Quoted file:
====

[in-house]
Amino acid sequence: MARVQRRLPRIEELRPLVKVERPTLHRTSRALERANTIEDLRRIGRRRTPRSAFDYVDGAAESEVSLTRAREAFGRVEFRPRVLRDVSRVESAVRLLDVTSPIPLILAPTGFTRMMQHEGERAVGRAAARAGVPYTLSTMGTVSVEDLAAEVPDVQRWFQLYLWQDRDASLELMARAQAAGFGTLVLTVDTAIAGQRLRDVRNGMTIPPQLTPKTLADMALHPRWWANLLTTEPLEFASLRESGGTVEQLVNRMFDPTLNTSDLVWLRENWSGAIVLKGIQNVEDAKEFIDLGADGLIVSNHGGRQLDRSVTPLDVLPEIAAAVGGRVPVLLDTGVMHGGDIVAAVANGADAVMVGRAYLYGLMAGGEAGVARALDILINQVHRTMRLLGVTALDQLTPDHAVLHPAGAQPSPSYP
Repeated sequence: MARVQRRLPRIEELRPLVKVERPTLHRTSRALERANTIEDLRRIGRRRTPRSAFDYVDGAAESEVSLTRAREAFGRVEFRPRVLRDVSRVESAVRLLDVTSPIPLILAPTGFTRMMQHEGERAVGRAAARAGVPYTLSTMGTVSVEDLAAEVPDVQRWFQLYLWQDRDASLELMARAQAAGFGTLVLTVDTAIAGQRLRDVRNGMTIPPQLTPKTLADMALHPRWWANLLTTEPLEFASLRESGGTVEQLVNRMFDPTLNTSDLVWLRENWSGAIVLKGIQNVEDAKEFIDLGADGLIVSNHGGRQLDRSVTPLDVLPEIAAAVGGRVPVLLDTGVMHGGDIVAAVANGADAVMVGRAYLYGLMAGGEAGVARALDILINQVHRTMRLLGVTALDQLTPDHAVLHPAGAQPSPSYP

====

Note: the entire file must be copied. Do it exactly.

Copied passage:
[in-house]
Amino acid sequence: MARVQRRLPRIEELRPLVKVERPTLHRTSRALERANTIEDLRRIGRRRTPRSAFDYVDGAAESEVSLTRAREAFGRVEFRPRVLRDVSRVESAVRLLDVTSPIPLILAPTGFTRMMQHEGERAVGRAAARAGVPYTLSTMGTVSVEDLAAEVPDVQRWFQLYLWQDRDASLELMARAQAAGFGTLVLTVDTAIAGQRLRDVRNGMTIPPQLTPKTLADMALHPRWWANLLTTEPLEFASLRESGGTVEQLVNRMFDPTLNTSDLVWLRENWSGAIVLKGIQNVEDAKEFIDLGADGLIVSNHGGRQLDRSVTPLDVLPEIAAAVGGRVPVLLDTGVMHGGDIVAAVANGADAVMVGRAYLYGLMAGGEAGVARALDILINQVHRTMRLLGVTALDQLTPDHAVLHPAGAQPSPSYP
Repeated sequence: MARVQRRLPRIEELRPLVKVERPTLHRTSRALERANTIEDLRRIGRRRTPRSAFDYVDGAAESEVSLTRAREAFGRVEFRPRVLRDVSRVESAVRLLDVTSPIPLILAPTGFTRMMQHEGERAVGRAAARAGVPYTLSTMGTVSVEDLAAEVPDVQRWFQLYLWQDRDASLELMARAQAAGFGTLVLTVDTAIAGQRLRDVRNGMTIPPQLTPKTLADMALHPRWWANLLTTEPLEFASLRESGGTVEQLVNRMFDPTLNTSDLVWLRENWSGAIVLKGIQNVEDAKEFIDLGADGLIVSNHGGRQLDRSVTPLDVLPEIAAAVGGRVPVLLDTGVMHGGDIVAAVANGADAVMVGRAYLYGLMAGGEAGVARALDILINQVHRTMRLLGVTALDQLTPDHAVLHPAGAQPSPSYP